Publications by authors named "Dajung Kim"

21 Publications

  • Page 1 of 1

COVID-19 Antiviral and Treatment Candidates: Current Status.

Immune Netw 2021 Feb 15;21(1):e7. Epub 2021 Feb 15.

Department of Pharmacy, Korea University College of Pharmacy, Sejong 30019, Korea.

The coronavirus disease 2019 (COVID-19) pandemic caused by the severe acute respiratory syndrome coronavirus 2 has severely impacted global health and economy. There is currently no effective approved treatment for COVID-19; although vaccines have been granted emergency use authorization in several countries, they are currently only administered to high-risk individuals, thereby leaving a gap in virus control measures. The scientific and clinical communities and drug manufacturers have collaborated to speed up the discovery of potential therapies for COVID-19 by taking advantage of currently approved drugs as well as investigatory agents in clinical trials. In this review, we stratified some of these candidates based on their potential targets in the progression of COVID-19 and discuss some of the results of ongoing clinical evaluations.
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http://dx.doi.org/10.4110/in.2021.21.e7DOI Listing
http://www.ncbi.nlm.nih.gov/pmc/articles/PMC7937511PMC
February 2021

Dopaminergic Regulation of Reward System Connectivity Underpins Pain and Emotional Suffering in Migraine.

J Pain Res 2021 9;14:631-643. Epub 2021 Mar 9.

Headache and Orofacial Pain Effort (H.O.P.E.), Biologic and Material Sciences & Prosthodontics, University of Michigan School of Dentistry, Ann Arbor, MI, 48109, USA.

Purpose: It has been suggested that reward system dysfunction may account for emotion and pain suffering in migraine. However, there is a lack of evidence whether the altered reward system connectivity is directly associated with clinical manifestations, including negative affect and ictal pain severity and, at the molecular level, the dopamine (DA) D2/D3 receptors (D2/3Rs) signaling implicated in encoding motivational and emotional cues.

Patients And Methods: We acquired resting-state functional MRI from interictal episodic migraine (EM) patients and age-matched healthy controls, as well as positron emission tomography (PET) with [C]raclopride, a selective radiotracer for DA D2/3Rs, from a subset of these participants. The nucleus accumbens (NAc) was seeded to measure functional connectivity (FC) and DA D2/3Rs availability based on its essential involvement in pain-related aversive/reward functions. Associations of the brain measures with positive/negative affect and ictal pain severity were also assessed.

Results: Compared with controls, the EM group showed weaker right NAc connectivity with areas implicated in pain and emotional regulation, such as the amygdala, rostral anterior cingulate cortex, hippocampus, and thalamus; but showed stronger left NAc connectivity with the dorsolateral prefrontal cortex and lingual gyrus. Moreover, among the altered NAc connectivities, only right NAc-amygdala connectivity was inversely correlated with DA D2/3Rs availability in migraine patients (diagnostic group-by-D2/3Rs interaction p < 0.007). At a clinical level, such weaker NAc-amygdala connectivity was associated with lower interictal positive affect and greater ictal pain severity over the head and facial extension area (pain area and intensity number summation, PAINS).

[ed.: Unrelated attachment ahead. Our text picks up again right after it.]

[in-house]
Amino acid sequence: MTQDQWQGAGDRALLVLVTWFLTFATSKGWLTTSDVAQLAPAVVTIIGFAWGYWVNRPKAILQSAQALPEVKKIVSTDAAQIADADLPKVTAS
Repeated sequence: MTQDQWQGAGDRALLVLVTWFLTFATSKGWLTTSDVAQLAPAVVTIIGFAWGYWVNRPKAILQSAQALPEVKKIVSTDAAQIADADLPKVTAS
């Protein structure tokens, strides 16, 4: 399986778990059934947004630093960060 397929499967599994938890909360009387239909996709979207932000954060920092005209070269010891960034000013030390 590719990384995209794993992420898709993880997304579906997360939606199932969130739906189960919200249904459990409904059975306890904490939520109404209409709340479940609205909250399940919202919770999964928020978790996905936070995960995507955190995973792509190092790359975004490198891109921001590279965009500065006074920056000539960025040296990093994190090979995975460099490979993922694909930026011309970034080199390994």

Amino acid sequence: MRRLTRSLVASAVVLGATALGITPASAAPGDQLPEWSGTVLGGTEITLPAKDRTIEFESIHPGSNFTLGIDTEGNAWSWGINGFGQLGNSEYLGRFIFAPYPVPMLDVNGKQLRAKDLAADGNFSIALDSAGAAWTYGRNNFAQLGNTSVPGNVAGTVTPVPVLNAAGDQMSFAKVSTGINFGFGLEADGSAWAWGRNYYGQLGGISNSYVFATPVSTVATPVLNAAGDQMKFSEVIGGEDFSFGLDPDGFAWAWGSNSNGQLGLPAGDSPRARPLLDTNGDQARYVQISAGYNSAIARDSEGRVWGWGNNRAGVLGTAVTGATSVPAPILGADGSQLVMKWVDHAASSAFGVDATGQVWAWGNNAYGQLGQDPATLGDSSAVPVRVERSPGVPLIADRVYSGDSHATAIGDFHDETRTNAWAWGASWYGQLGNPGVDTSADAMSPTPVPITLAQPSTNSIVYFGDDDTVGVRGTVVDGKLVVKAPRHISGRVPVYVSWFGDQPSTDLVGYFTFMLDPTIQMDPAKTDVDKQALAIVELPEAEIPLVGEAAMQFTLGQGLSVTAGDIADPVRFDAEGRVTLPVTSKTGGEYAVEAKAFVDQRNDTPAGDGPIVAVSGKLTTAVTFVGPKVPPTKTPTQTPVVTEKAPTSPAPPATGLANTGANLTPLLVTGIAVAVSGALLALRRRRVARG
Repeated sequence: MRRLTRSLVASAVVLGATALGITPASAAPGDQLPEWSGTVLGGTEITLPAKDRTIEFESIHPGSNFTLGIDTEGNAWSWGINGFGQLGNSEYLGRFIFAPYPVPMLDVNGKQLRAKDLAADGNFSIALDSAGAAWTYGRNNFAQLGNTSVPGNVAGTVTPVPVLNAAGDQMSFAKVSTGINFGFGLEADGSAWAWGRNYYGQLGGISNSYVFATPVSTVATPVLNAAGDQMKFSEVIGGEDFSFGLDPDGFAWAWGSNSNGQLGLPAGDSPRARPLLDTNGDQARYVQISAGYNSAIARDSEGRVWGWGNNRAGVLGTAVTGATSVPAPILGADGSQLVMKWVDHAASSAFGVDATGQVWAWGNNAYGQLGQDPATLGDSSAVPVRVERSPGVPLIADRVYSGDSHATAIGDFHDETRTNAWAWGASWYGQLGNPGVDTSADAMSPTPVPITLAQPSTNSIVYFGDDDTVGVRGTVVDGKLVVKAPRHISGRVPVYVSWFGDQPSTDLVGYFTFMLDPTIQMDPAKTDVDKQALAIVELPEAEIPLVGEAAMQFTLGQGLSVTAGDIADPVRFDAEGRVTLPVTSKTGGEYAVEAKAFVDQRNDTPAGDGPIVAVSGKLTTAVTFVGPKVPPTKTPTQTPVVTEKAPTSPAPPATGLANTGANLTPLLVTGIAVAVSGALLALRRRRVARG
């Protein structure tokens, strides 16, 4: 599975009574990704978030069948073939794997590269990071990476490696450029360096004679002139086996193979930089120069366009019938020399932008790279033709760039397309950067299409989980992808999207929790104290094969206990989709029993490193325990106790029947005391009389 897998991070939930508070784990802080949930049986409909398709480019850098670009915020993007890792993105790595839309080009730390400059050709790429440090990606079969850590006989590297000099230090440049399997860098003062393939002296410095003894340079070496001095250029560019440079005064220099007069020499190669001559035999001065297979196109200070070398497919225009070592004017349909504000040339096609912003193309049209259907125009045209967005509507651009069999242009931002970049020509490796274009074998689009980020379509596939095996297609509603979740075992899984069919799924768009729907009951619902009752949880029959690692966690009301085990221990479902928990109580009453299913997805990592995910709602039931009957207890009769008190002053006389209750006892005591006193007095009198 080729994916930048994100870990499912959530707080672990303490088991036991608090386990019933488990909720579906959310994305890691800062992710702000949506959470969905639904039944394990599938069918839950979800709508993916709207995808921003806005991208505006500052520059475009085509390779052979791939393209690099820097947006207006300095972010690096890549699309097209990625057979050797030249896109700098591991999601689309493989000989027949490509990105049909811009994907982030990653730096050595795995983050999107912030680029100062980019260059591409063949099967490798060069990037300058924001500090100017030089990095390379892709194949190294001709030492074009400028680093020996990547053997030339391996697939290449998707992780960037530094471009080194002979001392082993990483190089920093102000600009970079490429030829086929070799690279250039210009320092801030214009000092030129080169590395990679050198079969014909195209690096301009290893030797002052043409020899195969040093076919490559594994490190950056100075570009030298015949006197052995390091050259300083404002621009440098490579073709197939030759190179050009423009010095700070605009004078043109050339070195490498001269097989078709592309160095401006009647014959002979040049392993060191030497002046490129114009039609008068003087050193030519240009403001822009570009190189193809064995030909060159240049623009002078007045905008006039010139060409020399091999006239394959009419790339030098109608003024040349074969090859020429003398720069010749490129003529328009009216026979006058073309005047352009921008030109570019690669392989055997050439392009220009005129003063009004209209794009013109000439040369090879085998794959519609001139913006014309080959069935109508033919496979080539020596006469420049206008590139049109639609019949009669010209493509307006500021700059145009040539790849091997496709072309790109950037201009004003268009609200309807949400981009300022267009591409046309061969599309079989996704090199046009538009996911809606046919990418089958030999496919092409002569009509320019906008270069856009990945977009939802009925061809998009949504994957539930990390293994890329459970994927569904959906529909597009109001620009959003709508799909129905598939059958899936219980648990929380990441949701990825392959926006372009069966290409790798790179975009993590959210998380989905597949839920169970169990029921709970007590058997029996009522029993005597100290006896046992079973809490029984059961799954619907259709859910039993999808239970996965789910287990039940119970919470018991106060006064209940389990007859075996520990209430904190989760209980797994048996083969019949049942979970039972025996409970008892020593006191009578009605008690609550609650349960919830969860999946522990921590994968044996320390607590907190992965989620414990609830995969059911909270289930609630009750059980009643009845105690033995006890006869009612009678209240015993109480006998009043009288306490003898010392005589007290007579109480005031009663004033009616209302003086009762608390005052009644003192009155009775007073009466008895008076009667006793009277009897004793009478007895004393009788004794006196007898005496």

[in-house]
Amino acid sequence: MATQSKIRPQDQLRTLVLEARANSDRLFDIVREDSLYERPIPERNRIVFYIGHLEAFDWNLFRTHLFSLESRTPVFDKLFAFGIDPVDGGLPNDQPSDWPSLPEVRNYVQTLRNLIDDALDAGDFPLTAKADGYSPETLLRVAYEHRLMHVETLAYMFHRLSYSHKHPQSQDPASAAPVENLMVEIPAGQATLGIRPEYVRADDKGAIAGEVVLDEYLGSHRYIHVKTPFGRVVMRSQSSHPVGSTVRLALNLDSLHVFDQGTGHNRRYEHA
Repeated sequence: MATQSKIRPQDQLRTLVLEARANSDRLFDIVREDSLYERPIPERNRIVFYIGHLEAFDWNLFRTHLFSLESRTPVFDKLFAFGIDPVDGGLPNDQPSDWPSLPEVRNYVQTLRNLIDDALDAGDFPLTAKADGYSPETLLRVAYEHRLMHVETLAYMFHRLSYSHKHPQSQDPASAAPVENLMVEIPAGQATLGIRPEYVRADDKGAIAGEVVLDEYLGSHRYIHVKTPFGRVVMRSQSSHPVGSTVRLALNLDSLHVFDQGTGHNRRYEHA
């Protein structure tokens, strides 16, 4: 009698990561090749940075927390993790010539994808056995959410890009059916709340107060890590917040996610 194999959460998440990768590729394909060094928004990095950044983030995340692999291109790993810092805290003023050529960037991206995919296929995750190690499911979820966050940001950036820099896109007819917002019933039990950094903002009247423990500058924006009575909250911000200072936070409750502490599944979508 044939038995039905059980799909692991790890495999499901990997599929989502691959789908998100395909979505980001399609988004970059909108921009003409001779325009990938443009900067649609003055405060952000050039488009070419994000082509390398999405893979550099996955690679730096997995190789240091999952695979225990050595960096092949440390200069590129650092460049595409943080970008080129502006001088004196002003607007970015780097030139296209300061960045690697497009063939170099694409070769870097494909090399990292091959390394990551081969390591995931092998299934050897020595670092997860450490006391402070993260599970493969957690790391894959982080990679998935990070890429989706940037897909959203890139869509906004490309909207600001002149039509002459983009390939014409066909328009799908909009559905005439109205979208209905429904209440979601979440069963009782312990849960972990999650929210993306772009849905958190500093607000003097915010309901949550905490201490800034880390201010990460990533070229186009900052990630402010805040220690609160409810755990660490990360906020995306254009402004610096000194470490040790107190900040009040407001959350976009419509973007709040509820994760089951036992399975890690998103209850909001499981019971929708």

Conclusion: Together, our findings suggest that altered reward system connectivity, specifically between the NAc and amygdala, might be affected by endogenous DA D2/3Rs signaling, and such process might be a neural mechanism that underlies emotional and pain suffering in episodic migraineurs.
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http://dx.doi.org/10.2147/JPR.S296540DOI Listing
http://www.ncbi.nlm.nih.gov/pmc/articles/PMC7955762PMC
March 2021

Fabrication and Characterization of Polysaccharide Metallohydrogel Obtained from Succinoglycan and Trivalent Chromium.

Polymers (Basel) 2021 Jan 8;13(2). Epub 2021 Jan 8.

Department of Bioscience and Biotechnology, Microbial Carbohydrate Resource Bank (MCRB), Konkuk University, Seoul 05029, Korea.

In the present study, a polysaccharide metallohydrogel was successfully fabricated using succinoglycan and trivalent chromium and was verified via Fourier transform infrared spectroscopy, differential scanning calorimetry analysis, thermogravimetric analysis (TGA), field emission scanning electron microscopy, and rheological measurements. Thermal behavior analysis via TGA indicated that the final mass loss of pure succinoglycan was 87.8% although it was reduced to 65.8% by forming a hydrogel with trivalent chromium cations. Moreover, succinoglycan-based metallohydrogels exhibited improved mechanical properties based on the added concentration of Cr and displayed a 10 times higher compressive stress and enhanced storage modulus (G') of 230% at the same strain. In addition, the pore size of the obtained SCx could be adjusted by changing the concentration of Cr. Gelation can also be adjusted based on the initial pH of the metallohydrogel formulation. This was attributed to crosslinking between chromium trivalent ions and hydroxyl/carboxyl groups of succinoglycan, each of which exhibits a specific pH-dependent behavior in aqueous solutions. It could be used as a soft sensor to detect Cr in certain biological systems, or as a soft matrix for bioseparation that allows control of pore size and mechanical strength by tuning the Cr concentration.